One of the most important things to protect on your body while skiing is your eyes. This is not only because of flying debris, but how reflective the snow is when it comes to ultraviolet light. Before hitting the slopes, you must take this into consideration, and plan accordingly. It is not a theory, many experienced opticians know the dangers, and warn their patients of the effects of skiing without eye protection.
Eye protection will not cover all the hazards, it is likely to only help some of the dangers. So learn the risks, and how to remedy them.
What are the dangers of skiing to your eyes?
Snow and ice have high reflectability. Any light that touches snow is not absorbed, but rather 80 percent of it is reflected directly back. So, if you are in the path of this reflection, your eyes (and skin) will begin to suffer. While eye health is at risk, a bright burst of UV light could also cause an accident to those experiencing the sudden brightness.
Some do not understand that even in winter the sun puts forth UV light. We are naturally formatted to avoid direct sunlight. Our brow line protrudes from decades of evolution responding to the dangers of sun’s light rays. Additionally, we squint as a result of this. These natural reactions do not save our eyes from UV light. UV light is special in regards to how it penetrates our atmosphere, but can not be seen.
The Dangers of UV Rays
UV lights can cause a wide spectrum of eye health issues. Here are a few examples of what being constantly subjected to UV light rays on the slopes can result in:
- Photoconjunctivitis: This is a serious condition that comes from eye inflammation in the cornea that is sometimes treated with an eye serum. These tissues actually become ‘sunburnt.’ While serious, this condition is treatable and can be reduced. The higher the altitude you experience this damage, the worse the condition could become.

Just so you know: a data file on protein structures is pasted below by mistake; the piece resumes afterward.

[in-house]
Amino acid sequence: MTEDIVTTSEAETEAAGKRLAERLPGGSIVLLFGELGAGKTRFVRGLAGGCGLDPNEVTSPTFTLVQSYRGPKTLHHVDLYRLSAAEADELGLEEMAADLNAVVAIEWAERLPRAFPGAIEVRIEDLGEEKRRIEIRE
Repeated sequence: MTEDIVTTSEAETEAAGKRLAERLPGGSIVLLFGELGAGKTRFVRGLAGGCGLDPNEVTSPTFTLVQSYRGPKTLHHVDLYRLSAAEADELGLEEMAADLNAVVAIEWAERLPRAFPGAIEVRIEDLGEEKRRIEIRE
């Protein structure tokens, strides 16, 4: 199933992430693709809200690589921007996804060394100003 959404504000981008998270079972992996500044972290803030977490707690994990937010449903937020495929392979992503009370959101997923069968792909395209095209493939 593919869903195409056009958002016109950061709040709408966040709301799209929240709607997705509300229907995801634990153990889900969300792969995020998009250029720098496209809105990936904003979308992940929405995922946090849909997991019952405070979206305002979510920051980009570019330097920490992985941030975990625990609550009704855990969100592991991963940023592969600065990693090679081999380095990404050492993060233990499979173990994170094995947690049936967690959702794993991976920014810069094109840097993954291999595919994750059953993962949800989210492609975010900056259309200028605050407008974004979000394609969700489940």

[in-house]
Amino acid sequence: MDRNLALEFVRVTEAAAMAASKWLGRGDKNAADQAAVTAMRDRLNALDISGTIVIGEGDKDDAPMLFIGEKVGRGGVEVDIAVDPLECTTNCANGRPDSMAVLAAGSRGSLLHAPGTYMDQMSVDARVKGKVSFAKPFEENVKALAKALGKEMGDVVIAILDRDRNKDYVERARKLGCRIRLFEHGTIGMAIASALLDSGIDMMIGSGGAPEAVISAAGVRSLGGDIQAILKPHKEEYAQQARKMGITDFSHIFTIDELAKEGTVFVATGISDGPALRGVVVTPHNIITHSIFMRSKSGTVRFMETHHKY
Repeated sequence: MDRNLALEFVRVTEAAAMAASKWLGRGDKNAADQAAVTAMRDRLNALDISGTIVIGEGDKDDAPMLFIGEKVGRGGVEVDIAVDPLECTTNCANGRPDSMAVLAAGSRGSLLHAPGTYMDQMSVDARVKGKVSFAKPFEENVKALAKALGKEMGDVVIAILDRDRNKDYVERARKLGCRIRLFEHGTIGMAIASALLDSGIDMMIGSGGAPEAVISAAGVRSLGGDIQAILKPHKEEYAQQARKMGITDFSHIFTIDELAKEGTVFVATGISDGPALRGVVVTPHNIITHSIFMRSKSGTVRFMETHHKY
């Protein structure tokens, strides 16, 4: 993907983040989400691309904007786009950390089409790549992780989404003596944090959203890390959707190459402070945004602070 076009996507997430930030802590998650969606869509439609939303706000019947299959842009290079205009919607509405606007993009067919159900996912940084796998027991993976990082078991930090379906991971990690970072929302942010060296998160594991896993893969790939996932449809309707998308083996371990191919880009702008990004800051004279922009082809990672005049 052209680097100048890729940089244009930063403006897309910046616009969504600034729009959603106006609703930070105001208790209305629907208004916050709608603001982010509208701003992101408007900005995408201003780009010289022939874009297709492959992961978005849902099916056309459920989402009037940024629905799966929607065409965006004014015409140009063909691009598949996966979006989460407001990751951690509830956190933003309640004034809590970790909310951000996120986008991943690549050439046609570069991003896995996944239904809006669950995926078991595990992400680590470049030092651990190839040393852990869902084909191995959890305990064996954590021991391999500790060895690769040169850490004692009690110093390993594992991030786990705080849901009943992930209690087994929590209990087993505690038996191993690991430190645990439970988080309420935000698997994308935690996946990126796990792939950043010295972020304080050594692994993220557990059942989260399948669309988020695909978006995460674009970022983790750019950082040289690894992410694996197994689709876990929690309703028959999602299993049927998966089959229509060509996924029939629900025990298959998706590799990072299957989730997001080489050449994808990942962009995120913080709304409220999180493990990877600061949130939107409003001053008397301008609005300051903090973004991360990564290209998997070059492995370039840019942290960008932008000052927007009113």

- Cataracts: Blindness is caused by a multitude of issues, but the leading disease that leads to it is cataracts. The lens of the eye becomes clouded over because most of the color pigment proteins are broken down by the UV light. Cataracts can occur in young people, although it is most common in older folks. Almost 20% of cataracts come from over-exposure to UV light.
- Dry Eye: Dry eyes are a lesser concern, but are a great discomfort. It is not easily solvable, especially in cold, dry conditions.
- Eye Cancer:Melanoma is the most commonly occurring type of cancer of the eye. It comes from years of exposure to the sun, and with the heavy reflectability of snow, can happen more quickly to those riding the slopes without protection.
Ways to Protect Your Eyes
The key is to protect your eyes and stop the UV Rays from touching them. UV sunglasses or goggles will aid in this. Even if you wear prescription glasses, there are many that have built-in UV protective lenses, but prescription sunglasses are still the way to go.
These polarized lenses filter UV light and block it from reaching your eyes, as well as reducing the light’s glare. There is nothing worse than experiencing snow-blindness when skiing. It is not only dangerous to yourself, but others on the slopes as well.
To Sum It Up
Snow and Ice are gorgeous nature wonders, but they are dangerous to our eyes if you appear at the slopes unprepared. Always take pride in your health and safety. Do this by taking the proper precautions before going on your exciting ski trip. Even procure an appointment with an optitricist to know further risks, or the current condition of your eyes.
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